Home | About | Donate

'Today Is THE Day' as FCC Votes on Net Neutrality


#1

'Today Is THE Day' as FCC Votes on Net Neutrality

Jon Queally, staff writer

This post will be updated as developments warrant...


#2

I look at the question of net neutrality and see an entire world of human insight and wisdom that originates in the sphere of the as yet unseen, the human capacity that regenerates life but makes no 'profit' in for instance, the Citizens United framing. That is, what comes before production, before economics, and the sheer scale of all that these are dependent on precisely what the current industry model externalizes, marginalizes and denies.

The scope of this contribution to technology that is harnessed brings to mind the high speed filming that enabled us to witness the dynamics of a flower blossoming. This has contributed to recognition of biological function, its relationship to identifiable mathematical principles both ancient (golden mean) and present day (eg quantum physics) are instruments humanity utilizes to understand relational dynamics of life.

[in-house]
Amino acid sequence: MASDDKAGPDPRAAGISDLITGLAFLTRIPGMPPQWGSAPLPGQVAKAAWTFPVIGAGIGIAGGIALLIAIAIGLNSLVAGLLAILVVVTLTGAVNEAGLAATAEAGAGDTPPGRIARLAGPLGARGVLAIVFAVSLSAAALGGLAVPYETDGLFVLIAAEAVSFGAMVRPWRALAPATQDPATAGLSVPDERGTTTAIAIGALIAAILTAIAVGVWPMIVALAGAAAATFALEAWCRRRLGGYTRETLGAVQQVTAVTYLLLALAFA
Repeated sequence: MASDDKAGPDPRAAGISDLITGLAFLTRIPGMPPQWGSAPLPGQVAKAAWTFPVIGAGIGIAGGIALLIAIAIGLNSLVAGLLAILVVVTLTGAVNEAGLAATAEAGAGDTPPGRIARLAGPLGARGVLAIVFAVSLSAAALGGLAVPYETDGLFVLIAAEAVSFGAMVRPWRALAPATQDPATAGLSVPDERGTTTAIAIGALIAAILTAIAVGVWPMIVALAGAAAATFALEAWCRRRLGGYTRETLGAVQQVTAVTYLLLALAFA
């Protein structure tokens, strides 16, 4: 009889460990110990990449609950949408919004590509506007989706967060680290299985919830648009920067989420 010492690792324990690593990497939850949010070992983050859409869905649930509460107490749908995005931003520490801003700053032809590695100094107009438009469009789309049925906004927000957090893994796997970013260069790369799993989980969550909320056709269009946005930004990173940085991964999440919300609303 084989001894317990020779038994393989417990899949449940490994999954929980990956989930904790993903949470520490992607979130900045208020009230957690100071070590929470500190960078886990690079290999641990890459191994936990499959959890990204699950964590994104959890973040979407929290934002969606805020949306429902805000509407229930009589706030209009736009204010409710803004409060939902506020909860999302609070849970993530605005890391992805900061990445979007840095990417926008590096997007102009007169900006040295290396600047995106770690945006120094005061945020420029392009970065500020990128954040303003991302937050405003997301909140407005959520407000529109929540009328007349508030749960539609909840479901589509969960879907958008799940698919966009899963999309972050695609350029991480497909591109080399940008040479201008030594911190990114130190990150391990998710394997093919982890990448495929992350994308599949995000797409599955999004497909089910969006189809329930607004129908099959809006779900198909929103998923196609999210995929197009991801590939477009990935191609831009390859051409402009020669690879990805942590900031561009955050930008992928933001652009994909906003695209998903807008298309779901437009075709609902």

None of the essentials come from an economic ideology. They come from recognition of pre-existing interrelational economy of natural processes and content, an oikos, if you will. The capacity to observe, imagine and describe is uniquely human and transcends any 'cultural' or 'economic' mandate. The idea of 'content' as in 'programming' that is sold as the product of the industry, is utterly impoverished and empty without the ongoing diversity of human interactions THAT HAVE NO PROFIT MOTIVE. They themselves ARE natural profit in regeneration of life.

It is precisely the centuries old perspective and model of dehumanized socioeconomic controls for private profit that have generated the devastation the planet faces. Because it faces the 'blow-back' of natural degradation from its attempts to usurp what it should never have claimed as its 'own', this should be taken as a wake-up call to nurture, at the same scale, that which it is destroying. If for no other reason than to recognize that its sheer size renders commensurate degradation of the very grounds on which it has been constructed.